Don’t order Asian food in any restaurant unless it’s cooked by an Asian person of that specific background.
I decided on this policy after having too many bad meals that were the result of non-Asians thinking they could pull off Asian cuisine. You know those sorts of cafes and bistros whose menus contain primarily pasta and steak and other European things, but also try their hand at Thai green curry. Take a tip from me – the pasta and steak will be passable or better, the curry will almost certainly not. It’s sad to say, but some of these venues which dip their toe into Asian cooking cannot even cook rice properly.
Now, what I’ve said possibly sounds a bit racist, and yeah, it probably is. Sure, as a general rule, people are best suited to cooking the food that they have grown up with and with which they are most familiar. Yet, logically we should also expect that someone can immerse themselves in a different cuisine and learn to make it to the same level as someone born into that culinary tradition. I myself am a pretty decent cook, and a typical week’s meals being churned out in my home kitchen might well include Indian, Italian, Greek, Russian, Lebanese and Indonesian dishes.
But in practice, when white chefs try to do Asian food, there is often something missing. The balance of flavours is slightly out; it’s a bit like someone’s idea of what Asian food is, rather than actually being Asian food. The punchier aspects of Asian cuisine – garlic, chilli, fish sauce, shrimp paste, lime and so on – are muted, while the sugary elements are often too strong.
This is changing, of course, and there are an increasing number of white Australian chefs who have embraced Asian cuisine. Indeed, the world’s first Thai restaurant to win a Michelin star was not in Bangkok but in London; Nahm, run by Australian chef David Thompson. Since then, Copenhagen’s Kiin Kiin, with a kitchen run by someone with the very un-Thai name of Henrik Yde-Andersen, also won a Michelin star.
But how much does the acclaim that greets these white exponents of Asian food truly reflect their mastery of that cuisine? Could it be more a reflection of the Western food establishment failing to really “get” Asian food? This is not to say that someone like David Thompson doesn’t know his stuff, and his restaurant and recent book are by all accounts very good. But I’m sure it will rankle with many Thais to hear Thompson’s stated aim to bring back authenticity to Thai cuisine and halt the decay that he says afflicts it. Is he like Sam Worthington’s character in the movie Avatar, who went “native” with the Na’vi people and ended up becoming the “chosen one” who would save the exotic but naïve and unsophisticated Na’vi from their terrible fate.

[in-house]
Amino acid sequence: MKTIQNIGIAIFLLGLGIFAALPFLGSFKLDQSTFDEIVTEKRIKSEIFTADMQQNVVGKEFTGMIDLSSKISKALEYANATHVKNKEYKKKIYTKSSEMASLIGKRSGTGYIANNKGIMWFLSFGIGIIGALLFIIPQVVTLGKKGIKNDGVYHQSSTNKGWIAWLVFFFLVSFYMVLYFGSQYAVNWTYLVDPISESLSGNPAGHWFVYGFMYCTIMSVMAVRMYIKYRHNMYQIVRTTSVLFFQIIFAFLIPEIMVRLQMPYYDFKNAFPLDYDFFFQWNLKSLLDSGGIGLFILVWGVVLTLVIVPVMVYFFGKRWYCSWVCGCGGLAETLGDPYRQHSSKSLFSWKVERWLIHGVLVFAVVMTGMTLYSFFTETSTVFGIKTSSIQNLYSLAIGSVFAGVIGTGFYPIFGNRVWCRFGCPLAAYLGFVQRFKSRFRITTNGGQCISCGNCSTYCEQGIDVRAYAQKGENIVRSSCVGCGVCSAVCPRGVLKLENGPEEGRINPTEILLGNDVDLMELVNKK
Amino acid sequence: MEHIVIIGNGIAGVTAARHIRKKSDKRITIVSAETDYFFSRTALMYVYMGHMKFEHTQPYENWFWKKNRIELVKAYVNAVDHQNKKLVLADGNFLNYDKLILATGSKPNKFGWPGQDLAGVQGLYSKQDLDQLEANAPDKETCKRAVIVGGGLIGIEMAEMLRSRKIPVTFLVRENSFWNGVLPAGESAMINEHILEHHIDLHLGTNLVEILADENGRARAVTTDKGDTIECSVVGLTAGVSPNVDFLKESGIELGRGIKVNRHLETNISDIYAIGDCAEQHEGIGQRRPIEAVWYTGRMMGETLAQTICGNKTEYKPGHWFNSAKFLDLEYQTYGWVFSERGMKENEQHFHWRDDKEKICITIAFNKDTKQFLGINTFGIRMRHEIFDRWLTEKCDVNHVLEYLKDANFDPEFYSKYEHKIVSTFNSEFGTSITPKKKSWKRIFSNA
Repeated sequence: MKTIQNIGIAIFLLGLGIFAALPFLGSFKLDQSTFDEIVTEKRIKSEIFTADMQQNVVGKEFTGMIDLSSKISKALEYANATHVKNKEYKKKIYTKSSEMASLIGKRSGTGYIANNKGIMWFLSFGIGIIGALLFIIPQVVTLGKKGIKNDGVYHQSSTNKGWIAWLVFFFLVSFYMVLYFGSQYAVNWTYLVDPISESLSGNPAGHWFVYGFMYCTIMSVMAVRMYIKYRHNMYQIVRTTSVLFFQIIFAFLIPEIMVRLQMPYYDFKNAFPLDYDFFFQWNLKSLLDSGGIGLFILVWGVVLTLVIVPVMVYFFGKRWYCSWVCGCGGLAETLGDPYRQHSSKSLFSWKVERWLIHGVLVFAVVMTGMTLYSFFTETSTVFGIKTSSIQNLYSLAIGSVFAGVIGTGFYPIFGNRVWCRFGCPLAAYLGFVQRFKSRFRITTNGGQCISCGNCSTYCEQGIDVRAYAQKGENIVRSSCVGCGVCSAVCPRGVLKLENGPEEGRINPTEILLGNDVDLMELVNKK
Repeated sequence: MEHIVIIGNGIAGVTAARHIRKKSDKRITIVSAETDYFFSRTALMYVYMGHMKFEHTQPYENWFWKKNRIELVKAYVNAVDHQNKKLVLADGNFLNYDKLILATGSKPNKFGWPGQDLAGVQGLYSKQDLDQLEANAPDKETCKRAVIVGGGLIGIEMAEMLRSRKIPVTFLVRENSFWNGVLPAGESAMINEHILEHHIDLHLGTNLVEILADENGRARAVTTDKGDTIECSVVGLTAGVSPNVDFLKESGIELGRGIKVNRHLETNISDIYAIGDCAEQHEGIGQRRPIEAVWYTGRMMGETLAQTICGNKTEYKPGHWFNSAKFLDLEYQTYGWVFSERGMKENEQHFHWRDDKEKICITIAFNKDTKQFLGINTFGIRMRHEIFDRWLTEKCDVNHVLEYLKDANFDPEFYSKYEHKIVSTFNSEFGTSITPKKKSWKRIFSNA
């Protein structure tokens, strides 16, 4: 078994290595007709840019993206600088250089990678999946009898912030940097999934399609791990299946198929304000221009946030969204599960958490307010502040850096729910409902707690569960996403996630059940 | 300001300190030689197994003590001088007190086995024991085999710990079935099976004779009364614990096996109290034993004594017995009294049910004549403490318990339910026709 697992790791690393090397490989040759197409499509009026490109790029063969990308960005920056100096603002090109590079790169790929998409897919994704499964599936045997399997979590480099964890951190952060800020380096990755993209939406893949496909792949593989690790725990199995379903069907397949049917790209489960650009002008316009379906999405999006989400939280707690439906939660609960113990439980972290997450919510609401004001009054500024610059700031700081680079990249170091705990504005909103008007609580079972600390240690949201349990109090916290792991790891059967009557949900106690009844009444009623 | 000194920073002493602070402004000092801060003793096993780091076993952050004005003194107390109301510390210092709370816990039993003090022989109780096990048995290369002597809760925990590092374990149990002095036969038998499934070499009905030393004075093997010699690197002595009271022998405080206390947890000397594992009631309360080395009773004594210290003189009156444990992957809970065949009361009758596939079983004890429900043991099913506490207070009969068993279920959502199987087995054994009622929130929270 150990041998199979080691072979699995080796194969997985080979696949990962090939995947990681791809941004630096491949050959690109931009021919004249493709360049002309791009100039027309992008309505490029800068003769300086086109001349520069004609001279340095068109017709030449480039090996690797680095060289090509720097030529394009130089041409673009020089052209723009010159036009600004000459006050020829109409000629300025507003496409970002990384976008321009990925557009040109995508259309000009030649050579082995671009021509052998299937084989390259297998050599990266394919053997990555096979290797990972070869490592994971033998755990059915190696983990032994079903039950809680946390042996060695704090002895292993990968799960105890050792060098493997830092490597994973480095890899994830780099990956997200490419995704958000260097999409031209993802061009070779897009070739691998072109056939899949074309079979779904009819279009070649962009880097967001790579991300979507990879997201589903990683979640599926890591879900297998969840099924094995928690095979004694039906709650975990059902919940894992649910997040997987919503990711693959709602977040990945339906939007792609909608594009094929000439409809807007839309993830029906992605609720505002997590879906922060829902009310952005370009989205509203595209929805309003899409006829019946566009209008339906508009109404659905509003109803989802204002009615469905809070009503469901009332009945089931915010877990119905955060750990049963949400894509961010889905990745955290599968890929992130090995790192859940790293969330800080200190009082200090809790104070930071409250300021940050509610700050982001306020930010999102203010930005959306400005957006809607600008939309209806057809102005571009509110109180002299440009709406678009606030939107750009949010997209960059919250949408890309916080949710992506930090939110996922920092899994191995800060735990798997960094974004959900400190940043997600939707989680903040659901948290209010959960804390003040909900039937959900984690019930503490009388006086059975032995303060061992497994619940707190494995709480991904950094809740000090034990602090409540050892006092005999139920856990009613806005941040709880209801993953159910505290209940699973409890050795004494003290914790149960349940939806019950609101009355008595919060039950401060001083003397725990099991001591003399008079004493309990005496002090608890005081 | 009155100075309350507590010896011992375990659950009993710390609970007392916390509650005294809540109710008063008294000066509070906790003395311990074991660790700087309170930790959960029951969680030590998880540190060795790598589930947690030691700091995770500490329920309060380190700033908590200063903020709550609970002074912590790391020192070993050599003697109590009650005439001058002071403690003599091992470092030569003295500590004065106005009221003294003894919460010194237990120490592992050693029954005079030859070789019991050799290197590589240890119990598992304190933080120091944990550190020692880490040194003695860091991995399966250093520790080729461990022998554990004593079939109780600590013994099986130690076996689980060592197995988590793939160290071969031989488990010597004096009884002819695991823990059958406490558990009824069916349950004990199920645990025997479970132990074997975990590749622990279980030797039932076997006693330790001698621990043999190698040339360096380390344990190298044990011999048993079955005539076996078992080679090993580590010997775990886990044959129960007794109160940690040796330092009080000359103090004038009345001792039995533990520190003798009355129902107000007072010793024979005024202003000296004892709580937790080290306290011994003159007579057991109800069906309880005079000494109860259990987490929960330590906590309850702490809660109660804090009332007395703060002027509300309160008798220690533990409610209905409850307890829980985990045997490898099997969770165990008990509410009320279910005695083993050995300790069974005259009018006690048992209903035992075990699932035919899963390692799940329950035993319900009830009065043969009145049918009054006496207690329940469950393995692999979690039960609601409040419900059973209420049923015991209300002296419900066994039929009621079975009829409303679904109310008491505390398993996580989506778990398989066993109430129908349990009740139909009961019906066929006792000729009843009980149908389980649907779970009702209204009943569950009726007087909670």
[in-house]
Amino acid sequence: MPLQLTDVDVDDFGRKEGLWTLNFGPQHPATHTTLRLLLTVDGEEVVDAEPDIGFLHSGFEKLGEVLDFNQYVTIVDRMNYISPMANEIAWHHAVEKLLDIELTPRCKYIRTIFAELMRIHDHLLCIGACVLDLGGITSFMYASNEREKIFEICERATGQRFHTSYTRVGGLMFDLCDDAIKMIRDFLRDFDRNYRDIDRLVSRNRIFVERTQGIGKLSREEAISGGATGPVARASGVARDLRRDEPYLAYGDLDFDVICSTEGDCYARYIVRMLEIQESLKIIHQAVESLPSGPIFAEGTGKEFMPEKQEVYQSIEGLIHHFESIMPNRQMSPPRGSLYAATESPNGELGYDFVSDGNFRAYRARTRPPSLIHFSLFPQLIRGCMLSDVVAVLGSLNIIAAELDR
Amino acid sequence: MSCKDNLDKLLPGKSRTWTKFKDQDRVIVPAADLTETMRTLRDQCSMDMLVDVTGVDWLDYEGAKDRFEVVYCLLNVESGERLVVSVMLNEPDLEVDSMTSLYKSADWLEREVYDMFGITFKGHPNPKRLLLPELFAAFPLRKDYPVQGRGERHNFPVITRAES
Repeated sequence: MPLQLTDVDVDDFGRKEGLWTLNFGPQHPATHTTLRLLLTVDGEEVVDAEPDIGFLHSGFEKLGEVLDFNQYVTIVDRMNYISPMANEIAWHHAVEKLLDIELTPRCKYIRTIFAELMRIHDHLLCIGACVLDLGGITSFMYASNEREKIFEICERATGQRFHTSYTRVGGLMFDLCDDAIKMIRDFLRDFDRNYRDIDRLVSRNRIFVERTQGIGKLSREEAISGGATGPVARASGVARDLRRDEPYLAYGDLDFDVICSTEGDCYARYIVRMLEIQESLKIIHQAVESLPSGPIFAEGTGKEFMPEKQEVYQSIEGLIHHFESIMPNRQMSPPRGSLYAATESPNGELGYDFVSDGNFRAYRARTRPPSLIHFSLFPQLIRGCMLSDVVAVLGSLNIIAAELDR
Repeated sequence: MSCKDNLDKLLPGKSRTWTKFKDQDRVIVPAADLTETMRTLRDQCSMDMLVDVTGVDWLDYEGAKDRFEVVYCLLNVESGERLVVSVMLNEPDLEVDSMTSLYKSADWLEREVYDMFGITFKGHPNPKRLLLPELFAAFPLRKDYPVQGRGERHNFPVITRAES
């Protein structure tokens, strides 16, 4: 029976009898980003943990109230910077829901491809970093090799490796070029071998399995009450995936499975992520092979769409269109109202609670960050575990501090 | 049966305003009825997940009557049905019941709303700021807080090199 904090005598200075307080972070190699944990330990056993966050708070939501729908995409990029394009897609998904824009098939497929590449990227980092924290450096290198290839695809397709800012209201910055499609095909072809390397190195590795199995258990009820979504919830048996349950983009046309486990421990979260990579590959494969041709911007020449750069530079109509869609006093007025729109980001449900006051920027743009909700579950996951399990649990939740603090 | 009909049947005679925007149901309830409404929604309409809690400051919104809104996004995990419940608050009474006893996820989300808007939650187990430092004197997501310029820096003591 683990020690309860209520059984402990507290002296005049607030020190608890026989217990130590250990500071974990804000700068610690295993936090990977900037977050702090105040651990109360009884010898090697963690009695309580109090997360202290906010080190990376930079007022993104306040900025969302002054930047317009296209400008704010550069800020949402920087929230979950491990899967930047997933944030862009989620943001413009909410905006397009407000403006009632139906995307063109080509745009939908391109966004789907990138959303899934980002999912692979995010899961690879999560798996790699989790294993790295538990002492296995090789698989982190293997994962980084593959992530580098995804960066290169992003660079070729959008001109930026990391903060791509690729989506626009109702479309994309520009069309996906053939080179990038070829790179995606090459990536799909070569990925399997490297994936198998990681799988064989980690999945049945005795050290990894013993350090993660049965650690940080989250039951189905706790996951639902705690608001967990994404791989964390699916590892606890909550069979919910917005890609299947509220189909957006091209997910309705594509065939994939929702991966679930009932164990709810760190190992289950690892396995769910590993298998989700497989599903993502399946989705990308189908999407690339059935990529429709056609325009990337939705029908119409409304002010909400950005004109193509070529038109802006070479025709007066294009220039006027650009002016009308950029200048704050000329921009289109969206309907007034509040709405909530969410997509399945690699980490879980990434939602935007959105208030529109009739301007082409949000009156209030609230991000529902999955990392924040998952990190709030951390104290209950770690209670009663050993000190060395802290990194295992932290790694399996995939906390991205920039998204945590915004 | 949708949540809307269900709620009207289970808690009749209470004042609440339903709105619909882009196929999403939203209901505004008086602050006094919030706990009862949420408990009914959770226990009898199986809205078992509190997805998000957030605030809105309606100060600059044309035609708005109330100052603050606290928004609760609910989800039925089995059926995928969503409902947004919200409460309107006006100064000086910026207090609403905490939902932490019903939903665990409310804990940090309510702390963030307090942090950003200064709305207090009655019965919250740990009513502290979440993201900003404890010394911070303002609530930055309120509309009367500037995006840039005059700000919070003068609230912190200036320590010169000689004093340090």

And it’s hard to shake the impression that the Western World, or at least some elements of it, can only truly laud Asian food when it is done by a white interpreter. Perhaps it recalls the way that Elvis and the Rolling Stones garner so much more adoration than the black R&B artists they imitated. Joss Stone and Amy Winehouse sold millions of records for being young white women who sounded like old black women… except that actual old black women like Sharon Jones never get to shift anything like the same amount of units.
In part, I’m sure it reflects the Western culinary establishment’s fixation with fine-dining aesthetics; it is perhaps a world that chefs trained in a Western tradition are better equipped to traverse. By contrast, Asian foodies often have their own preoccupation with powerful flavours and “authenticity”, and as such will rise early to travel across town to eat one particular dish at a hawker stall next to an open drain, because it satisfies them in a way that no amount of oversized white plates and matching wine lists can.
It is only natural that white Australian food writers and consumers appreciate Asian food through a Westernised lens. But if an appreciation is going to be any more than skin deep, consideration must be given to how Asians appreciate their own food. This is not to say that there is one Asian aesthetic, or that Asians only appreciate food in one way. But can a restaurant run by a white chef specialising in Thai cuisine be considered the world’s greatest Thai restaurant if Thai people don’t particularly care to eat there?
Because some of Melbourne’s best known Asian restaurants (Thai ones in particular) are headed by non-Thai chefs – Martin Boetz at Long Grain, and Teage Ezard at Gingerboy , while Jacques Reymond has long garnered acclaim for his fusion of French and East Asian techniques at his eponymous establishment. And all power to them, but when Asian food is popularised on the star power of white chefs, something doesn’t quite sit right. A good chef is still a good chef; I’d probably rather have Asian food cooked by a good non-Asian chef than a bad Asian chef. But I’m sure there are a host of very good Asian chefs who are not getting the praise they might deserve.